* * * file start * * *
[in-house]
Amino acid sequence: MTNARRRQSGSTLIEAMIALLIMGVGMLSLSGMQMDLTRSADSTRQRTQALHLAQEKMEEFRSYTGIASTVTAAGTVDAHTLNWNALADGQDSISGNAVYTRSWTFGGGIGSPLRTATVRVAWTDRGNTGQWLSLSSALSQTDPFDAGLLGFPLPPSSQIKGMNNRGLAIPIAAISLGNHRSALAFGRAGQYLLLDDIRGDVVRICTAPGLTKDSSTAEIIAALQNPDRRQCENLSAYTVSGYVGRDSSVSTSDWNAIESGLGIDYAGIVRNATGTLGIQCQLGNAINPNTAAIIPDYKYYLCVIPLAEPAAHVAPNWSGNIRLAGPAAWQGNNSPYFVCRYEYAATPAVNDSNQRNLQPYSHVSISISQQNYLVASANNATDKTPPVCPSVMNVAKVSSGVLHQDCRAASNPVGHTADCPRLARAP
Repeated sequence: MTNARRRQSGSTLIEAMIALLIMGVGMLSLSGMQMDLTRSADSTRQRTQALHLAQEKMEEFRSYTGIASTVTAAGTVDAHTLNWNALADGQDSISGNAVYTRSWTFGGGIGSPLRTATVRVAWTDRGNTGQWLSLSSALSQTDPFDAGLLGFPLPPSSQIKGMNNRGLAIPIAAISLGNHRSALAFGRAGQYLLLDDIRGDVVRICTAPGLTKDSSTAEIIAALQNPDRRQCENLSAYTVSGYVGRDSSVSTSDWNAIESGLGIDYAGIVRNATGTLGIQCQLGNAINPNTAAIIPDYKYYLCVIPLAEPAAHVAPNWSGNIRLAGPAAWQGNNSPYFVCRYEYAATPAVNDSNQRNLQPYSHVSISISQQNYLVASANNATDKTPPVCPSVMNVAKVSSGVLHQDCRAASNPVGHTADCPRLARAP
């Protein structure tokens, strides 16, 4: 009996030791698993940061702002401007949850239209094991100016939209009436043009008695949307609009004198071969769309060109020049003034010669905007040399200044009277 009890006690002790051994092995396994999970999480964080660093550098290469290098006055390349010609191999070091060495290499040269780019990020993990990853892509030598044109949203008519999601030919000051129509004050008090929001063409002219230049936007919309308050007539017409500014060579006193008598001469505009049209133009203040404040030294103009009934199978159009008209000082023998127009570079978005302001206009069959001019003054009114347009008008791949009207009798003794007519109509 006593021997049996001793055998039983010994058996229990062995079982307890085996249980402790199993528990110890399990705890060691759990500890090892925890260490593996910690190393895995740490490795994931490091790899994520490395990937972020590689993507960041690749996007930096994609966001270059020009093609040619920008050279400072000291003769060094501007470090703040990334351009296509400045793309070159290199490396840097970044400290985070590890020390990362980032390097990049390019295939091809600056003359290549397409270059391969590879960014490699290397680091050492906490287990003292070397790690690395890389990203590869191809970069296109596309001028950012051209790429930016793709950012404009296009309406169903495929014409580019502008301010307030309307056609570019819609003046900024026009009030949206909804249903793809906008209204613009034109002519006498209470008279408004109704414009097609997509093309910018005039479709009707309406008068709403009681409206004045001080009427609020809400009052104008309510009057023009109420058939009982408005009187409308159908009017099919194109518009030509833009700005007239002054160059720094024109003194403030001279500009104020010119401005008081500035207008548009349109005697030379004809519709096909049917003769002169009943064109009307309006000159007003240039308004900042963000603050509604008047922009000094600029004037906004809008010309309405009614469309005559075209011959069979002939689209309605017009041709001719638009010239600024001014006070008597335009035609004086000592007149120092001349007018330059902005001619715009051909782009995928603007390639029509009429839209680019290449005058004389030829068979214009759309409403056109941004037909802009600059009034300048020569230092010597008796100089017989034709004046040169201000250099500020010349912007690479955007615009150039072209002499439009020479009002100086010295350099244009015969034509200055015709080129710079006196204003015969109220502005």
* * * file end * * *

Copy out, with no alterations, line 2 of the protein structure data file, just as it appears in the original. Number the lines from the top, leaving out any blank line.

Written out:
Amino acid sequence: MTNARRRQSGSTLIEAMIALLIMGVGMLSLSGMQMDLTRSADSTRQRTQALHLAQEKMEEFRSYTGIASTVTAAGTVDAHTLNWNALADGQDSISGNAVYTRSWTFGGGIGSPLRTATVRVAWTDRGNTGQWLSLSSALSQTDPFDAGLLGFPLPPSSQIKGMNNRGLAIPIAAISLGNHRSALAFGRAGQYLLLDDIRGDVVRICTAPGLTKDSSTAEIIAALQNPDRRQCENLSAYTVSGYVGRDSSVSTSDWNAIESGLGIDYAGIVRNATGTLGIQCQLGNAINPNTAAIIPDYKYYLCVIPLAEPAAHVAPNWSGNIRLAGPAAWQGNNSPYFVCRYEYAATPAVNDSNQRNLQPYSHVSISISQQNYLVASANNATDKTPPVCPSVMNVAKVSSGVLHQDCRAASNPVGHTADCPRLARAP